The Environmental Protection Agency announced revisions to its proposed methane rule in order to more aggressively regulate emissions of the greenhouse gas from oil and gas sources.
EPA’s supplemental proposal, released Friday, builds on an initial proposed rule announced last November that would apply to new well sites and also regulate “existing” well sites for the first time.
Methane is the main component in natural gas and has exponentially more warming potential than carbon dioxide when released into the atmosphere.
The supplement put out Friday includes new requirements for regular monitoring of sites for “fugitive emissions,” or leaks, and it would base monitoring requirements on the amount and types of equipment at a site, rather than on estimated emissions — a change from the earlier proposal.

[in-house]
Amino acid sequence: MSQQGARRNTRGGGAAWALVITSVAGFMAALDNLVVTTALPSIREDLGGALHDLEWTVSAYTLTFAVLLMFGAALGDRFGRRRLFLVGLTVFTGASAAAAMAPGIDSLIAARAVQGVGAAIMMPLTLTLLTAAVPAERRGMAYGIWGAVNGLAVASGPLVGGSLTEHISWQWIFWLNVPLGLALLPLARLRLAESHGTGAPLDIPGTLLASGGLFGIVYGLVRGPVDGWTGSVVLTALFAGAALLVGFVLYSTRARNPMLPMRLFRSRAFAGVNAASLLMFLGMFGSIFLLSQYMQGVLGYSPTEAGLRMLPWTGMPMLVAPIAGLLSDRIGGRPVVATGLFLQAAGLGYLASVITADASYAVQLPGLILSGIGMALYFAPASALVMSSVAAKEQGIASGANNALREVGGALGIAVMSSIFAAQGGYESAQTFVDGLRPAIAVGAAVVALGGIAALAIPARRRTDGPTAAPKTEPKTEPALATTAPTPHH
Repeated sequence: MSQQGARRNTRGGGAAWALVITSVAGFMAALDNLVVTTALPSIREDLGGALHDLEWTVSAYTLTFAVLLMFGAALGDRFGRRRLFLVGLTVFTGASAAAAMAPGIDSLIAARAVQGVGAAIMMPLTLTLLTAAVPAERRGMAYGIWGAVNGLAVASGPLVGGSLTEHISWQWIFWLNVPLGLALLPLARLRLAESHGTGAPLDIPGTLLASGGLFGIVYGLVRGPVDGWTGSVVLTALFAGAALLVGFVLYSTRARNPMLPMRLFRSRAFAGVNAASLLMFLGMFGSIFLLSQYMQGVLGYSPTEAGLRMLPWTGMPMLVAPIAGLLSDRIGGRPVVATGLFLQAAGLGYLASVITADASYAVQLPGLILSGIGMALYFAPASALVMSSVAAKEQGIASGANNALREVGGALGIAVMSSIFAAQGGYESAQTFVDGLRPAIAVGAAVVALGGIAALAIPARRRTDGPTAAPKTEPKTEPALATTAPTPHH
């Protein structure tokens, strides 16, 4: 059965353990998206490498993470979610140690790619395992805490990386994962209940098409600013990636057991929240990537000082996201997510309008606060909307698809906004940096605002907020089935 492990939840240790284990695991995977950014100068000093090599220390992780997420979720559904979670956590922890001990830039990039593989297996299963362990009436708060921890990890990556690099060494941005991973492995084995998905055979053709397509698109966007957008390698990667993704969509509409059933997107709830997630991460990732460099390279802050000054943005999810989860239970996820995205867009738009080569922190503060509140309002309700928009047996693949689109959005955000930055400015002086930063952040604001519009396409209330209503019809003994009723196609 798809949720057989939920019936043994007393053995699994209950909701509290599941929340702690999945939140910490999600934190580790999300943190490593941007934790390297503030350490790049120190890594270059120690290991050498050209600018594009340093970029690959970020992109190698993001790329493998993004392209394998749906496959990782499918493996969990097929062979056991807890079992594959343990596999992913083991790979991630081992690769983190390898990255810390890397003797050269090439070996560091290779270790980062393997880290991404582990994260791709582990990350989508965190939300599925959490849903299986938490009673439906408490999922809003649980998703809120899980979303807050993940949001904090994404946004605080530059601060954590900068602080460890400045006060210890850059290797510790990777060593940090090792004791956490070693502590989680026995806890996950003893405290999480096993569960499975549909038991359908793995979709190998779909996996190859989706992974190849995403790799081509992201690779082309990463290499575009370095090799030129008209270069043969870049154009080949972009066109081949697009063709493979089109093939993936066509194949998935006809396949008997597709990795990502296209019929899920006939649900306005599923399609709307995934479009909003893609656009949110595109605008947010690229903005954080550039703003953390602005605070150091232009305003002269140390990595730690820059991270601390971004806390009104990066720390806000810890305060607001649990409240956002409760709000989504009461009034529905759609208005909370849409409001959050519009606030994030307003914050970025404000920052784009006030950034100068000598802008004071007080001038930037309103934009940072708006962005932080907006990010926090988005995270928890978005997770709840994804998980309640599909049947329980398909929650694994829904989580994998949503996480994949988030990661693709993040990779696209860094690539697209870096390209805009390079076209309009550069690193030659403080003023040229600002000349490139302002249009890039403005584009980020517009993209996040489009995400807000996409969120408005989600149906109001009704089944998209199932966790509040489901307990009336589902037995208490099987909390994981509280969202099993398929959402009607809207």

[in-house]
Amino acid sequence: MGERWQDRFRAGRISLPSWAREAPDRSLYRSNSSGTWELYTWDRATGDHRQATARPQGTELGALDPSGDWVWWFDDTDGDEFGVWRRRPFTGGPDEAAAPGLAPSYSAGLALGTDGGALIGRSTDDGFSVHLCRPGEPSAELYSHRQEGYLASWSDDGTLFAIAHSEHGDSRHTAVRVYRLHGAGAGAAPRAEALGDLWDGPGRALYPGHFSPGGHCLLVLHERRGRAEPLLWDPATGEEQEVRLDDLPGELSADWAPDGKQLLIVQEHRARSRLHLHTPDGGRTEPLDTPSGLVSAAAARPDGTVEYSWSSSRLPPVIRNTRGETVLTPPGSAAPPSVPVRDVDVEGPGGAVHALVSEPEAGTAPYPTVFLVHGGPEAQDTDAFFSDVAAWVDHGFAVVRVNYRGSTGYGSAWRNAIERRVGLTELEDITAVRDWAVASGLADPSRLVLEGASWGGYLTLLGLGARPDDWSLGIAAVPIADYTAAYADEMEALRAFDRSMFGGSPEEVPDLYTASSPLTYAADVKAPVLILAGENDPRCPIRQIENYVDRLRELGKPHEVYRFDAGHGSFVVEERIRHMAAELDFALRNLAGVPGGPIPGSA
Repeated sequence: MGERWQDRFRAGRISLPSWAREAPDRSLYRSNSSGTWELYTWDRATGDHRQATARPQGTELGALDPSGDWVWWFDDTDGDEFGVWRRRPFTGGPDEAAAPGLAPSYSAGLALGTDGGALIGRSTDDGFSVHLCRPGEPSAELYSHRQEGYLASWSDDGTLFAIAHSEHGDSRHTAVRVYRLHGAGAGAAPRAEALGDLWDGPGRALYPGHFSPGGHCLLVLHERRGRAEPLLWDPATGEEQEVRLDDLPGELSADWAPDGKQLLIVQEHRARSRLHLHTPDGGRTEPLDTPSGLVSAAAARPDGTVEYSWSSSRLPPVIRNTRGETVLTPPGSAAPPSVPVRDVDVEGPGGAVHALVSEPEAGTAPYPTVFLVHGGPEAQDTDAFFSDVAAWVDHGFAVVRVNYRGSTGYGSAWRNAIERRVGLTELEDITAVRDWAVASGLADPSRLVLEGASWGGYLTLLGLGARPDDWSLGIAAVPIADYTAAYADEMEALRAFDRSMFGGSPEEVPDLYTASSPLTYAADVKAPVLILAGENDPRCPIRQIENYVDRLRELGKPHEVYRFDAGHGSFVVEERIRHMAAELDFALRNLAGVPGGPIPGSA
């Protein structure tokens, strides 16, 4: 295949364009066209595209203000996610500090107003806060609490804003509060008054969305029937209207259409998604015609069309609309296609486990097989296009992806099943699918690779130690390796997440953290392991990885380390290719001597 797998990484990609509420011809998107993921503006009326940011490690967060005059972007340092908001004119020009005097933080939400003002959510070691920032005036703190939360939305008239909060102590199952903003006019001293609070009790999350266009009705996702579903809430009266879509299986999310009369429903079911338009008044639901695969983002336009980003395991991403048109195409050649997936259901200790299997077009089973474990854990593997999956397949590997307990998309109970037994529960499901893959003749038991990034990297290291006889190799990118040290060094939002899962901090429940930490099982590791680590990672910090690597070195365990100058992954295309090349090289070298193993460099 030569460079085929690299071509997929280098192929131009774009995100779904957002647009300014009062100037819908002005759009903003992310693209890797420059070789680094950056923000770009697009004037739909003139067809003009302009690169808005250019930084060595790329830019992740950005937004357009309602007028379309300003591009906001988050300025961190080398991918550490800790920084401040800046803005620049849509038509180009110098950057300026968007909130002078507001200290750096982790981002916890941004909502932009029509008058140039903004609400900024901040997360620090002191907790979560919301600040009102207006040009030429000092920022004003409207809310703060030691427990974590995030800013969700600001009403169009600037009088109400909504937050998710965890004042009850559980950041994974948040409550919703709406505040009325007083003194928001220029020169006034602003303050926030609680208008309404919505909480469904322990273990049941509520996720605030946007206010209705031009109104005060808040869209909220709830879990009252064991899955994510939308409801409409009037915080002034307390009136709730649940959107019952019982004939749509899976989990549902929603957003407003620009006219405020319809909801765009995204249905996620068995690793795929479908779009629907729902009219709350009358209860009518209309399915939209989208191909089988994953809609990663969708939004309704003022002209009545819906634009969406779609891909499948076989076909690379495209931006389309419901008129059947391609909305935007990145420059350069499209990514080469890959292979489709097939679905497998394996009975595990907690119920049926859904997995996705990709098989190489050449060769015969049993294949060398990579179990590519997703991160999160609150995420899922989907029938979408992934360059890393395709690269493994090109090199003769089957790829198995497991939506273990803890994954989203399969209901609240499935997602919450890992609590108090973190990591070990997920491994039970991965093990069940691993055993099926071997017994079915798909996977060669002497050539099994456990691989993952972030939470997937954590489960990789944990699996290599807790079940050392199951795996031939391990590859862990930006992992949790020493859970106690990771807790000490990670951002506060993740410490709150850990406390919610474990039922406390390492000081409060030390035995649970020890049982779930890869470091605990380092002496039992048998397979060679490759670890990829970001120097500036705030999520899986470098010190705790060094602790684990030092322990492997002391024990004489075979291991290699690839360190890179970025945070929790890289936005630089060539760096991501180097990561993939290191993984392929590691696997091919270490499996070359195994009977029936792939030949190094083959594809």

It also includes new requirements for owners or operators to route “associated gas,” gas accompanying petroleum deposits, to a sales line, or otherwise make use of the fuel rather than flare it or burn it off.
EPA estimates the climate benefits of the rule, calculated based on estimates of the social cost of methane, to be $48 billion between 2023 and 2035. Compliance over the same period is estimated to cost $19 billion to the industry.
The announcement coincides with President Joe Biden’s attendance at the United Nations climate change conference, known as “COP27,” on Friday.
The administration announced its initial proposal last November to coincide with the COP26 climate conference in Glasgow.